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11.3C Network topology
Topology - the structure of the network
A network topology describes how all of the parts of a network are arranged and connected together. The topology includes the nodes (e.g. computers, printers) and the connecting lines. There are four main types of topology (or share) that you need to know:
Description: Each computer is individually connected to central point that can be a file server or switch. The central point that is used is usually a switch. Best used in a larger organisation than a household if only because of the expensive.
- Very reliable – if one cable or device fails then all the others will continue to work;
- Simple to troubleshoot because failures are localised;
- Adding devices doesn't affect speed of perfomance until server capacity is reached;
- Easy to upgrade or expand elements independently;
- High performing as no data collisions can occur;
- Uses more cable than any other design;
- Uses additional hardware (switches/hubs) which adds again to the cost;
- If the switch or hub fails, the whole element of the network supported by it crashes;
- If the server goes down, the whole network collapses;
- Can require more technical know-how to set up.
Description: Each machine is connected to a long, single cable which acts as a backbone to link all the devices in a network. Each computer or server is connected to the single bus cable through a connector called a T-piece. A terminator is required at each end of the bus cable to prevent the signal from bouncing back and forth on the bus cable. Best used in small or temporary networks - can be a useful home network solution.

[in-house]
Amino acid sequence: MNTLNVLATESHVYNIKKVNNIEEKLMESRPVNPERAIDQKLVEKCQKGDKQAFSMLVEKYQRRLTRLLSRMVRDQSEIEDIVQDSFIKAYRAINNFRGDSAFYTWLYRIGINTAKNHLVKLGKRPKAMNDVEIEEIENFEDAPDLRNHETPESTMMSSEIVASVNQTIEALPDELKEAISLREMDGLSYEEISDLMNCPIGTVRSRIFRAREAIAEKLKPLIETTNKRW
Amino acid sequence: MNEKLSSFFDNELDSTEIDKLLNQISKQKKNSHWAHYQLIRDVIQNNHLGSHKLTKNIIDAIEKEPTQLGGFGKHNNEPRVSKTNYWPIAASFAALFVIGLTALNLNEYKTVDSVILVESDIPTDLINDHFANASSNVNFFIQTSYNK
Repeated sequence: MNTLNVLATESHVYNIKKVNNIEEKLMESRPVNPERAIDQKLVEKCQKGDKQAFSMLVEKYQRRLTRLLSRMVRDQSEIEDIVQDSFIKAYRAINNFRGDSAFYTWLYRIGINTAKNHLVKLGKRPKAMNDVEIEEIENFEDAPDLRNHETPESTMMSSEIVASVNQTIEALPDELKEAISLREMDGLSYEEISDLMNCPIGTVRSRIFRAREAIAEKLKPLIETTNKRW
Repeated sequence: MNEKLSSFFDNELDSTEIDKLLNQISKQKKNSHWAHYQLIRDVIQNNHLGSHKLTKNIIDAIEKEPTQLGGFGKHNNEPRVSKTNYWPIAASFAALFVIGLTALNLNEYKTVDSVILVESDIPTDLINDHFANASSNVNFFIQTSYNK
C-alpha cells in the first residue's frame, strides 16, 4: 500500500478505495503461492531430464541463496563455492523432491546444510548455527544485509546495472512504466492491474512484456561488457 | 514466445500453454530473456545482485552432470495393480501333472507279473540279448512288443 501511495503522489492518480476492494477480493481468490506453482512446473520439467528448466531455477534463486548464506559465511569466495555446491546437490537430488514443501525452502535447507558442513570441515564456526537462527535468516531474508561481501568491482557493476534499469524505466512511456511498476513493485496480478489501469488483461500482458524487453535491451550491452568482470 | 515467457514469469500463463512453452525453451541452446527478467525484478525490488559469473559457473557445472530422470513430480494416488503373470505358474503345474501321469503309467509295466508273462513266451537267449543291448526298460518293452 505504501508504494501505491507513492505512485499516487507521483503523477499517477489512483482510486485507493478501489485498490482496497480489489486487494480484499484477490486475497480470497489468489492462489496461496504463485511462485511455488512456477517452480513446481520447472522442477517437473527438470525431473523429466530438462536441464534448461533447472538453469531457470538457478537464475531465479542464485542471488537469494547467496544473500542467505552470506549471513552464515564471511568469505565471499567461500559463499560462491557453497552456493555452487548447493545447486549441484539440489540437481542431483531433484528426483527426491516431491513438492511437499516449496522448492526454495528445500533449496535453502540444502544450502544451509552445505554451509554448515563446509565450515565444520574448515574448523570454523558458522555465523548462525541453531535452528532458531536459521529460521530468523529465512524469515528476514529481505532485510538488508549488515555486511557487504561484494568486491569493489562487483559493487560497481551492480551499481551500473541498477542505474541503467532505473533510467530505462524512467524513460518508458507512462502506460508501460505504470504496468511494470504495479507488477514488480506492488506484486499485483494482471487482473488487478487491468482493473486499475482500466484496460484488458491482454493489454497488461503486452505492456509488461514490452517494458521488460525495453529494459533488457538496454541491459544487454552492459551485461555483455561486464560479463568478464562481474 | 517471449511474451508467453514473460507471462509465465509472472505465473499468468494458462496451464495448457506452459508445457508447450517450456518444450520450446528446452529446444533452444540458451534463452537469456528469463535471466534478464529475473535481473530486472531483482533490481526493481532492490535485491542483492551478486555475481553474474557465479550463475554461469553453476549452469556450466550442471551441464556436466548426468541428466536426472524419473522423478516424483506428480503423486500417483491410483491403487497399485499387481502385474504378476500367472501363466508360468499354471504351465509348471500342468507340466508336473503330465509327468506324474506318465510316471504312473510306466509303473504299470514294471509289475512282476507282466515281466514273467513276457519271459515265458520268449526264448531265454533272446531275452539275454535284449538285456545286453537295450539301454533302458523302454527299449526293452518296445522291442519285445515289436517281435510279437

- Simple and cheapest to install;
- Requires less cable length than star topology;
- Good for a temporary work;
- Flexible because elements can be removed or added without messing with the rest of the network.
- If the bus (spine) fails, the whole network crashes;
- Perfomance is affected by load - the more devices attached, the slower it functions;
- Bus cables are limited in length and must be terminated properly to avoid reflection of signal, which can crash the system;
- Data has to 'queue' sometimes because the bus is busy with other demands.
Description: Network where every device has exactly two neighbours for communication. Ring topologies allow packets to travel only in one direction.
- All data flows in one direction, reducing the chance of packet collisions;
- A network server is not needed to control network connectivity between each workstation;
- Data can transfer between workstations at high speeds;
- Additional workstations can be added without impacting performance of the network.
- All data being transferred over the network must pass through each workstation on the network, which can make it slower than a star topology;
- If the main cable fails or any device is faulty then the whole network will fail.
Description: In a mesh network topology, each of the network node, computer and other devices, are interconnected with one another.
- Data can be transmitted from different devices simultaneously. This topology can withstand high traffic;
- Even if one of the components fails there is always an alternative present. So data transfer doesn’t get affected;
- Expansion and modification in topology can be done without disrupting other nodes.
- There are high chances of redundancy in many of the network connections;
- Overall cost of this network is way too high as compared to other network topologies;
- Set-up and maintenance of this topology is very difficult. Even administration of the network is tough.
Source: http://www.bbc.co.uk/, http://www.ianswer4u.com, https://www.computerhope.com